Sugarloaf Mountain cable car, Rio de Janeiro
Photograph: Shutterstock

65. Take in the view from Rio’s Sugarloaf Mountain

All our travel plans have been scrapped and we're staying home, but that doesn't mean you can’t explore the wonders the world has to offer – you’ll just have to do it from our sofas while wearing your pyjamas. We’ve trawled Google Street View for the most incredible 360-degree views of some of the world’s greatest cities. Happy ‘travels’!

Marimegmeg Beach, Palawan, Philippines
Marimegmeg Beach, Palawan, Philippines
Photograph: Shutterstock

66. Book a holiday for once all this has blown over

Cooped up inside with cabin fever? Had all your spring holiday plans ruined? We’re right there with you. But there’s no time like a lockdown to dream about your next extravagant getaway. We’ve rounded up the best places to visit in October, November and December this year: fingers crossed we’ll all be able to go travel-crazy by then.

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Volunteer Park Conservatory
Volunteer Park Conservatory
Photograph: cdrin/Shutterstock.com

67. Visit a calming botanical garden

Feeling stressed? What d’ya say to a live-stream of some leaves? Volunteer Park Conservatory in Seattle, USA, is offering just that, sharing soothing videos of the inside of their greenhouses on social media every day. The glasshouse, which was inspired by London’s Crystal Palace, was built in 1912 and is made up of five different temperate zones, which are home to hundreds of different types of plant life. Check out their Instagram page for the calm, green scenes.

Massimo Bottura
Massimo Bottura
Photograph: Stephanie Breijo

68. Take a cooking lesson with a Michelin-star chef

We’d always allow Massimo Bottura into our kitchens, but right now he’s especially welcome. The Michelin-starred chef is energetic as ever, and just the jolt of optimism we need as millions enter into quarantine to mitigate the spread of the virus. While some in isolation are turning to takeaways, others are using the time at home to jump into their own kitchens. Bottura wants to help with a nightly, free cooking series on his own Instagram account.

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Mo Willems
Mo Willems
Photograph: Courtesy Mo Willems

69. Join a lunchtime doodle session with a top kids’ illustrator

Young’uns getting restless? Brooklyn artist Mo Willems, the educational artist-in-residence at the Kennedy Center in Washington DC, is leading a free online drawing session every day at 1pm. Kids can see the magic behind the mind that came up with ‘Don’t Let the Pigeon Drive the Bus!’, ‘Knuffle Bunny’ and many more contemporary classics. You can also catch previous sessions on YouTube.

Audiobooks: books and headphones
Audiobooks: books and headphones
Photograph: Shutterstock

70. Listen to a free audiobook or short story

If you’re the kind of person who likes to disappear from reality into an audiobook, you’re in luck. To help those in self-isolation, Audible has just opened up a huge chunk of its collection to readers/listeners for free. All you have to do to get access is visit their website, where you’ll be met with classics (various Brontës, Jane Austen, Chaucer, Shakespeare and F Scott Fitzgerald – a real all-star squad) as well as less highbrow reads. Who couldn’t use a comforting night in with Winnie the Pooh and Tigger, right now?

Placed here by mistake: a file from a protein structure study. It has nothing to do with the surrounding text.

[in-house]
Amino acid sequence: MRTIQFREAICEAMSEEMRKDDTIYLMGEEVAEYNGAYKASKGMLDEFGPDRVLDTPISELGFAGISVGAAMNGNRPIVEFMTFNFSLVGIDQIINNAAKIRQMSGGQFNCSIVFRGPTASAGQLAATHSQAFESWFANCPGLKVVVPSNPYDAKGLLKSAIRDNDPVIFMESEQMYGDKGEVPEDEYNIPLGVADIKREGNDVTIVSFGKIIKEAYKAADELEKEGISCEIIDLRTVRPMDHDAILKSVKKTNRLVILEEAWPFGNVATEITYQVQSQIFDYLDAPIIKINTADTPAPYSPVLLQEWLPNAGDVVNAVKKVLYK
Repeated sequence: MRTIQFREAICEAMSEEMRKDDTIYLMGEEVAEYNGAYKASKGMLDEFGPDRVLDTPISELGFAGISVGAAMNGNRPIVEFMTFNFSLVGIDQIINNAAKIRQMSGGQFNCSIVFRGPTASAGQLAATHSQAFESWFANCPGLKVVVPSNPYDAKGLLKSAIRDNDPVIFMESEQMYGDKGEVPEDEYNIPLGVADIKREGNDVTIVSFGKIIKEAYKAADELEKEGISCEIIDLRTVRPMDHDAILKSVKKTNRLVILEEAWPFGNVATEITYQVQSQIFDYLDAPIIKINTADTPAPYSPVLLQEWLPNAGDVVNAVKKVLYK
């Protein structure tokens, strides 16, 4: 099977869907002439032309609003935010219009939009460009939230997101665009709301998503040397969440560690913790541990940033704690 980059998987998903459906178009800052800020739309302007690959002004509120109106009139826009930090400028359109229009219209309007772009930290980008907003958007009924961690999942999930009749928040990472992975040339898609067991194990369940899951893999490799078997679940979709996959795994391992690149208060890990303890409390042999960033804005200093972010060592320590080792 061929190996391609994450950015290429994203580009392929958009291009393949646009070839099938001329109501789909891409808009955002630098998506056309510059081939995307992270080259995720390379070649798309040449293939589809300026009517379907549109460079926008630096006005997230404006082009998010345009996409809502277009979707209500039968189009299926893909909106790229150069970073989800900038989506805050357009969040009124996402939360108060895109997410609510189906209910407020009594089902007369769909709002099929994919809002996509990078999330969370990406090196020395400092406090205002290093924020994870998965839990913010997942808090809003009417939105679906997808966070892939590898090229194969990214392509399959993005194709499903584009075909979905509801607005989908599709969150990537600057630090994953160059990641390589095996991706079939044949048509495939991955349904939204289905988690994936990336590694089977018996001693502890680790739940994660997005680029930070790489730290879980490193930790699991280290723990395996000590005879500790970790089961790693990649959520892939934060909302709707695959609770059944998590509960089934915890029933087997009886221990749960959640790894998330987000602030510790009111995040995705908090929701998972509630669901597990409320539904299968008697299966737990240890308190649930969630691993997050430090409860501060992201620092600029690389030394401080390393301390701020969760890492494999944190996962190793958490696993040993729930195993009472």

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An acoustic guitar with a woman's hands playing
An acoustic guitar with a woman's hands playing
Photograph: Pixabay/Creative Commons

71. Learn to play guitar (like, properly)

Remember when you promised yourself you’d learn to play that guitar that ended up gathering dust in the corner? Here’s your chance: Fender is offering three months’ free online lessons. The guitar maker has even got high-resolution videos with IRL teachers, and you can track your progress online. You can follow along to videos or practise at your own pace, with adjustable scrolling tablature and a metronome.

Yale University gates
Yale University gates
Photograph: Shutterstock

72. Sign up to a free happiness class

As the world around us changes on a daily, almost hourly, basis, we’re all facing some new anxieties. That's where world-famous Ivy League university Yale comes in. They’ve shared their most popular course, The Science of Well Being, online, for free, wherever you are in the world. Following psychologist Laurie Santos’ ten-week seminar series, you’ll learn how to increase your happiness, debunk myths about what makes us content and ultimately create better, more productive habits.

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Misako & Rosen Gallery in Kita-Otsuka
Misako & Rosen Gallery in Kita-Otsuka
Photograph: Misako & Rosen Gallery

73. Discover the Japanese contemporary art scene

Museums and art galleries around the world are no-go zones for the foreseeable. So here’s a way to bring a splash of colour into your own home. Japanese art magazine Bijutsutecho has created an ‘online viewing art gallery’ called Oil by Bijutsutecho. Freely accessible for art lovers worldwide, this platform has a total of 700 artworks on display, sourced from over 50 galleries in Japan, including Tokyo's hpgrp Gallery, Misako & Rosen and Tomio Koyama Gallery. Once you’ve seen it, check out this Instagram exhibition of young London artists too.

Buddhify app
Buddhify app
Photograph: Buddhify

74. Calm the f*** down with a meditation app